ST. LOUIS (KMOX) – Washington University says Saturday’s meeting between Chancellor Mark Wrighton and five members of the group taking part in a sit-in on campus was an exchange of healthy and respectful dialogue.

A prepared statement statement says Wash U. supports students rights and their ability to express opinions on the issue of coal or any other issue.

Members of the group “Students Against Peabody” are singing a different tune.

Representative Julia Ho says they were unable to get Peabody Energy CEO Greg Boyce dismissed from the university’s Board of Trustees, “Chancellor Wrighton does have the power to maybe not make the decision single-handedly, but he has the power to take a stance. The fact that he’s refusing to do that is a huge problem for this campus, a huge problem for this community, and a huge problem for the world.”

The student group wants Washington University to begin cutting ties with St. Louis-based Peabody, over what the activists’ literature calls a quote, “long record of environmental injustices and human rights abuses.”

Member Cameron Kinker is still hopeful change can be made, “Putting its money where its mouth is in terms of upholding values for human dignity and human rights. We don’t necessarily believe that having the CEO of Peabody Energy on our Board of Trustees really represents what our university stands for.”

The company responded to KMOX’s call for a statement by saying, “”Peabody is proud to support Washington University and its leadership in education, as well as clean coal research.”

Washington University’s statement sent to KMOX News on April 12, 2014:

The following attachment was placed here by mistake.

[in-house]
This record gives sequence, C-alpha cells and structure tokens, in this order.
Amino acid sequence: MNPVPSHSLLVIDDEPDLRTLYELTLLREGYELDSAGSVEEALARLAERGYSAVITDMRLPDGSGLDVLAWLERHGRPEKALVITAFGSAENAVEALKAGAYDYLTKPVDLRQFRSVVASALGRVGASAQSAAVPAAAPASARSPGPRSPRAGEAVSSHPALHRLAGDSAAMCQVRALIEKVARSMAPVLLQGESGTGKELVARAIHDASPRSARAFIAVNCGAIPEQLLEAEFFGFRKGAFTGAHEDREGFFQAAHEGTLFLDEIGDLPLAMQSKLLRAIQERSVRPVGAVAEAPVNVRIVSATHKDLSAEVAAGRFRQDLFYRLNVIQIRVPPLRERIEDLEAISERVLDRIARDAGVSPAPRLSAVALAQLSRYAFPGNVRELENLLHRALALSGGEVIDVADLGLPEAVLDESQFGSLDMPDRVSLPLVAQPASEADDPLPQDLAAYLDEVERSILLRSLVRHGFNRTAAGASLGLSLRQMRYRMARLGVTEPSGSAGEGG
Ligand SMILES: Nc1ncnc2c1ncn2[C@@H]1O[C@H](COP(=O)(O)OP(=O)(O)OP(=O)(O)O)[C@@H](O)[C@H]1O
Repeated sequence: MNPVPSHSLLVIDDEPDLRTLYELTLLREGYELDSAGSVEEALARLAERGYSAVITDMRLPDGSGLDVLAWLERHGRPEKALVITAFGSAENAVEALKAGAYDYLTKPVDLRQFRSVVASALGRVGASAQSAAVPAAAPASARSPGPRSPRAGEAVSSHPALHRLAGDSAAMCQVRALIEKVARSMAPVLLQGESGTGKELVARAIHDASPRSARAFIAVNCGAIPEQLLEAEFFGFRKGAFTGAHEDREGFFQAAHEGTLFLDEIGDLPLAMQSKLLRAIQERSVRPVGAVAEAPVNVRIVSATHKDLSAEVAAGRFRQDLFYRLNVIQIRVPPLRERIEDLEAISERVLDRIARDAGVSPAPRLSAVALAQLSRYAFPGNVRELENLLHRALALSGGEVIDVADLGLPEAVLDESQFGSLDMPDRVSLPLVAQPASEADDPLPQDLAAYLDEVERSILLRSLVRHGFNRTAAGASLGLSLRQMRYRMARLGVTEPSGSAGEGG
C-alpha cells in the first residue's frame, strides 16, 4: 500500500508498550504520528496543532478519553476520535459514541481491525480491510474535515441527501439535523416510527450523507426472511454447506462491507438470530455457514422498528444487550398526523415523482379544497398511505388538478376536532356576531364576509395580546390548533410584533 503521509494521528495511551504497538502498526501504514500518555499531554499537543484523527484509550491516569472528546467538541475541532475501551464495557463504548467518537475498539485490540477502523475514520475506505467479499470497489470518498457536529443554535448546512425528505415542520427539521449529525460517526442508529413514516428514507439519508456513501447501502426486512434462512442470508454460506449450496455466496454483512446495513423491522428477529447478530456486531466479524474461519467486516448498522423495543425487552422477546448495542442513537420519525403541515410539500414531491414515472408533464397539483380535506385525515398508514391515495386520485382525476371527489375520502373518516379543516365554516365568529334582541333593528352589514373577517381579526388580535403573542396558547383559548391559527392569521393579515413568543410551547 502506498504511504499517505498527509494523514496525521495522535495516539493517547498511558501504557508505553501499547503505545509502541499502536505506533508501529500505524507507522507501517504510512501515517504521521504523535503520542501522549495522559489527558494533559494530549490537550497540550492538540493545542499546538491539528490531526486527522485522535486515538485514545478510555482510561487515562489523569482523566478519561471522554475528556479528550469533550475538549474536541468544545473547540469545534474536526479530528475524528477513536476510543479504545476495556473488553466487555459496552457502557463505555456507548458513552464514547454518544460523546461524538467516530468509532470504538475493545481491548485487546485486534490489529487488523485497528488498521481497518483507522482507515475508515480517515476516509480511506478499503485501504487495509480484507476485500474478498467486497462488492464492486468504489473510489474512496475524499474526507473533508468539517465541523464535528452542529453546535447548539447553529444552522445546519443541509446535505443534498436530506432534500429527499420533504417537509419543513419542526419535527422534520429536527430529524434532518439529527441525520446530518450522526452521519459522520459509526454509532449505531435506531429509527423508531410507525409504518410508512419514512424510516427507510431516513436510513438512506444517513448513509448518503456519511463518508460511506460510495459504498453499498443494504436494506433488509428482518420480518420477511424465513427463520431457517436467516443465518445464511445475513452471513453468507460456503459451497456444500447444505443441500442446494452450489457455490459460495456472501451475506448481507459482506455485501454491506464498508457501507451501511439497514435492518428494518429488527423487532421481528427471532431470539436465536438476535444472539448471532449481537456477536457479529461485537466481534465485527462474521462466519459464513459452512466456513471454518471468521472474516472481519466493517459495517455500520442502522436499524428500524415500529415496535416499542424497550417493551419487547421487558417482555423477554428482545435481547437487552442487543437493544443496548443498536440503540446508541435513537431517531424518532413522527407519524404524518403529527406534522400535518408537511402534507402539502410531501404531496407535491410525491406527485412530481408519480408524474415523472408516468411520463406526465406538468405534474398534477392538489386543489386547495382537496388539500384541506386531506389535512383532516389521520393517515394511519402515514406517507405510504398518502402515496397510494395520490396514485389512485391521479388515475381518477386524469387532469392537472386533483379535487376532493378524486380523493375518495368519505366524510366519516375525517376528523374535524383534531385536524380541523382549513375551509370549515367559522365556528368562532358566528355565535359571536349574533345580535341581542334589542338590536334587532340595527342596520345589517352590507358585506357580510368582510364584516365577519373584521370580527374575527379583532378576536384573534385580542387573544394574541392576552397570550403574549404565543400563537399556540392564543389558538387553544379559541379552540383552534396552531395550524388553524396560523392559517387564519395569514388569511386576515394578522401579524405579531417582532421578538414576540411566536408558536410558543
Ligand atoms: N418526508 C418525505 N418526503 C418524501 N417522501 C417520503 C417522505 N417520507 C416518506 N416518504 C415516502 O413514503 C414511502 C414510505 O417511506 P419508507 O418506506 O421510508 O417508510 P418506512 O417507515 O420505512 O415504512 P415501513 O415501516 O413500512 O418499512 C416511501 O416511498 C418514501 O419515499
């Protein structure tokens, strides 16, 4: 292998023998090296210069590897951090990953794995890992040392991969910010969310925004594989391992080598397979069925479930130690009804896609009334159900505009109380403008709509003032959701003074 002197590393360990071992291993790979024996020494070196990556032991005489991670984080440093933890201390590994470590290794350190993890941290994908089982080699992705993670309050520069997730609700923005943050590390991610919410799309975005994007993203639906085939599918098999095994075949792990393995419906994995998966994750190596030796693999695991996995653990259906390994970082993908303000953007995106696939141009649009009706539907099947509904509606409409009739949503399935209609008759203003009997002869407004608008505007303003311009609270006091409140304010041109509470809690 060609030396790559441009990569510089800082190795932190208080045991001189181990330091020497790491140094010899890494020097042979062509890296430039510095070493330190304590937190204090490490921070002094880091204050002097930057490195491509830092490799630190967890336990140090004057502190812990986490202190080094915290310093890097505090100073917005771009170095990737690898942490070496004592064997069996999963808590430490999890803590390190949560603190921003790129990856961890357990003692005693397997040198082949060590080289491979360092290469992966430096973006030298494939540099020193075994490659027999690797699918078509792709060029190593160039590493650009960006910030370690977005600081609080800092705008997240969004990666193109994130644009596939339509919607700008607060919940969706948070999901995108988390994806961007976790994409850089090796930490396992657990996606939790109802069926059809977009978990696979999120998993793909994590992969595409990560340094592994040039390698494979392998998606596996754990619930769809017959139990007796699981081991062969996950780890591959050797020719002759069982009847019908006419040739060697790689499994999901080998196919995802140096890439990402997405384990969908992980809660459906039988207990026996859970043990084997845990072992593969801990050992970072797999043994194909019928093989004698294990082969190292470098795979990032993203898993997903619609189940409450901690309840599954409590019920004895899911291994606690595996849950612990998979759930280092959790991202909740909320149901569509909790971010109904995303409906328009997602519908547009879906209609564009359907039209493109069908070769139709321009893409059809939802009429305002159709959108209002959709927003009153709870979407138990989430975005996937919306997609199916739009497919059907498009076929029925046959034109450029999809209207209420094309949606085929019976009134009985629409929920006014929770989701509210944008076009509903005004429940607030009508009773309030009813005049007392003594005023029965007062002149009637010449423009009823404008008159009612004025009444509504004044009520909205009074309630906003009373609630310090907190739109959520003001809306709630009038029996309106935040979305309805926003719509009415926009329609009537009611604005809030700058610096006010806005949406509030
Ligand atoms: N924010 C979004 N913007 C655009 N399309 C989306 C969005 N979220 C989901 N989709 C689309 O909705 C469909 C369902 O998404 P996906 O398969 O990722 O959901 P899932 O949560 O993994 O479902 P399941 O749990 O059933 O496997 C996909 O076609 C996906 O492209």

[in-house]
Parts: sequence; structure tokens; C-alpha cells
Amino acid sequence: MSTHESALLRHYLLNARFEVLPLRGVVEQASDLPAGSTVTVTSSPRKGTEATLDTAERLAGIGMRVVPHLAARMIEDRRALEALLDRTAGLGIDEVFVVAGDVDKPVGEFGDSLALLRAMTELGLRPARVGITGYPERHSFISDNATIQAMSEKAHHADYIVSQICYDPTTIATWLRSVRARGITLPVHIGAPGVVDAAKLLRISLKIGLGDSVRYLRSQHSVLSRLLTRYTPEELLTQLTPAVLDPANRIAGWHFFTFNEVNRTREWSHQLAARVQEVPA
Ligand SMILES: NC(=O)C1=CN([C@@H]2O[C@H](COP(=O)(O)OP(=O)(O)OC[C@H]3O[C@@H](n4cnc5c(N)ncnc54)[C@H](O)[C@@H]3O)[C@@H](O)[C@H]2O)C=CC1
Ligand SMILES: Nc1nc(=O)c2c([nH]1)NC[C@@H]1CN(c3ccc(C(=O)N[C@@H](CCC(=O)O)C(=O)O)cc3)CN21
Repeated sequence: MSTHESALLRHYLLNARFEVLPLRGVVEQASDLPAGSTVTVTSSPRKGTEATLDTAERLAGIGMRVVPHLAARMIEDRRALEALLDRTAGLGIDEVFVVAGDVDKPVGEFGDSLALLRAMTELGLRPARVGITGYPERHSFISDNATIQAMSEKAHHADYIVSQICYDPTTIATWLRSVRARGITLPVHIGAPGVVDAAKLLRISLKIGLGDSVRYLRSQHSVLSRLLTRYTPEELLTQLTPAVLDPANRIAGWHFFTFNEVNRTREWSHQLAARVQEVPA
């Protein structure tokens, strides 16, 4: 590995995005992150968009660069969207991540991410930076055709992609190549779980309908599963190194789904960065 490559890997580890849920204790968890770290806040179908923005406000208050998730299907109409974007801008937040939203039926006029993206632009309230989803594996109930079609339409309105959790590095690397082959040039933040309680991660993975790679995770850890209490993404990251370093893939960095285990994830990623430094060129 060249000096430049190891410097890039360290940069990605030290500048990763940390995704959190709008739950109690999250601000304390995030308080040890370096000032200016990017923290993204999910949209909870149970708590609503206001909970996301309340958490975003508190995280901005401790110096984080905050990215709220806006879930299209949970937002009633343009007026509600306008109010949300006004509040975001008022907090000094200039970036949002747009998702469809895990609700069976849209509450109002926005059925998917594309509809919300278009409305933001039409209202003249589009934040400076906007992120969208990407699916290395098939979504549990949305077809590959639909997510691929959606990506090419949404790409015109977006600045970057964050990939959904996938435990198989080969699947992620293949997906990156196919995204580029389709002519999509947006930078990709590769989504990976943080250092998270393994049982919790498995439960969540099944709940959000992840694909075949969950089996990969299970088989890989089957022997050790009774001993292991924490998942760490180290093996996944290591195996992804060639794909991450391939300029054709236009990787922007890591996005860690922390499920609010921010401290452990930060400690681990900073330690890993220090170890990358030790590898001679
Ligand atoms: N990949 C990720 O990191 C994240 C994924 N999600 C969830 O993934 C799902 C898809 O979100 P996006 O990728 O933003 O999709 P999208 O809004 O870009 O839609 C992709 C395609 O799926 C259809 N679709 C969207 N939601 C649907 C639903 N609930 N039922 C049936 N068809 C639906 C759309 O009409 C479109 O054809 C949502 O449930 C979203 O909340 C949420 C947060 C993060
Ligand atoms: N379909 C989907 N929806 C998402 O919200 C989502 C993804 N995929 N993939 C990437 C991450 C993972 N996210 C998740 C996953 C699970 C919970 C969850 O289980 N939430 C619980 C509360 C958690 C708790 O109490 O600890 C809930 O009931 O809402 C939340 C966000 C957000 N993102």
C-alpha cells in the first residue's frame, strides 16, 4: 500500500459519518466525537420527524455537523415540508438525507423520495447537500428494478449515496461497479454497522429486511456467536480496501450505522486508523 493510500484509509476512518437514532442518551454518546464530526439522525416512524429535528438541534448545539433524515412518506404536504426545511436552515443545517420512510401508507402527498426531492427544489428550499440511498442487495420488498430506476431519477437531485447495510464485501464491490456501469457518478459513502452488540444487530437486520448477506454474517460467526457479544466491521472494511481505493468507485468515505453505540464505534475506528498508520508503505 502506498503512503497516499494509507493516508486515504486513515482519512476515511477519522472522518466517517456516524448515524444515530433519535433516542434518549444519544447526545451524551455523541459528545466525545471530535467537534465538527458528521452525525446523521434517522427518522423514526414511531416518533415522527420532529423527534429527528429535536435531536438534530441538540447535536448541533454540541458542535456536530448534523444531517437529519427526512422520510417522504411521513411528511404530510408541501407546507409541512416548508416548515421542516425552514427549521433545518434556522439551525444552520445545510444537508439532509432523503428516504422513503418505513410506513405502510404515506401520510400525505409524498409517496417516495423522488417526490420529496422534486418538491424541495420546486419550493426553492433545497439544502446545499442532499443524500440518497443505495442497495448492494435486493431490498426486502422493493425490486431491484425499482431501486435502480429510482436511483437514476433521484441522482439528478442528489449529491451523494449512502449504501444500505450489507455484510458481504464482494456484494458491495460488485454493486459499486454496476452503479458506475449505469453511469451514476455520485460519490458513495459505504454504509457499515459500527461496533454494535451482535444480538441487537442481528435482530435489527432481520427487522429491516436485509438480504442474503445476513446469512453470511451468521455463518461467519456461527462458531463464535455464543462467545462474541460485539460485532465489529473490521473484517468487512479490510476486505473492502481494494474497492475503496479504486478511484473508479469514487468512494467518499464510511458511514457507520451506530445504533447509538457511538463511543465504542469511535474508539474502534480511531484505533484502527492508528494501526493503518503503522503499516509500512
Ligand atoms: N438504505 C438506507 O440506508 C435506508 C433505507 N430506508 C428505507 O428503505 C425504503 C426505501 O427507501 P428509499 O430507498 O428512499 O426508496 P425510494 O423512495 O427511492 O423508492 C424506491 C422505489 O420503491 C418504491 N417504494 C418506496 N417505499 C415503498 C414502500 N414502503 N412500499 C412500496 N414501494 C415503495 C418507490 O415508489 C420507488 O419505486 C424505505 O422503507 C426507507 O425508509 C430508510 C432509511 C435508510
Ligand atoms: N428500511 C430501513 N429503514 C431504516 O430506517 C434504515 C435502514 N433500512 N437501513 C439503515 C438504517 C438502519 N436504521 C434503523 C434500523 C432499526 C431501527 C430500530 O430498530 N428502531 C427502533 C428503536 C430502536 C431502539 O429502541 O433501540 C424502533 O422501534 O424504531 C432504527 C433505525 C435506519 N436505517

Today, Chancellor Wrighton met with student representatives of the on-going sit-in. It was good opportunity to share more about each other’s perspectives and engage in the kind of respectful, healthy dialogue that we encourage on our campuses. We support our students’ right and ability to express their opinions on the issue of coal or any other issue. We want our students to be motivated and engaged citizens, to challenge themselves to think about serious issues, and to develop into strong leaders. This is a very important part of their academic experience at Washington University. Though we may not always agree, we take the opinions of our students seriously.

Meeting the world’s energy needs at an affordable cost and with minimum adverse effects on the environment is one of the greatest challenges of this century. As one of the world’s leading research institutions, Washington University has not only the potential, but the responsibility to participate in finding solutions to that challenge. In partnership with other organizations and institutions, our researchers and students are exploring remarkable possibilities to make alternative energy sources more viable. Take, for example, the work of our PARC Center where researchers are making real progress toward capturing the renewable energy generated through photosynthesis – a concept that was considered unattainable until efforts like this moved forward. Washington University researchers also are focused on mitigating the environmental impact of the use of coal, including approaches to capturing and storing carbon dioxide that accompanies combustion of any fossil fuel.

The university’s important work is made possible through a combination of government funding and the support of private sector partners. Such support is what allows our talented faculty, staff and students to make a meaningful difference and improve the quality of life in our own community and across the globe.

Coal is, and for the foreseeable future will continue to be, an essential source of energy for the United States and the world. Our focus must be on continuing our research to find viable and scalable alternatives and to reduce impacts.”


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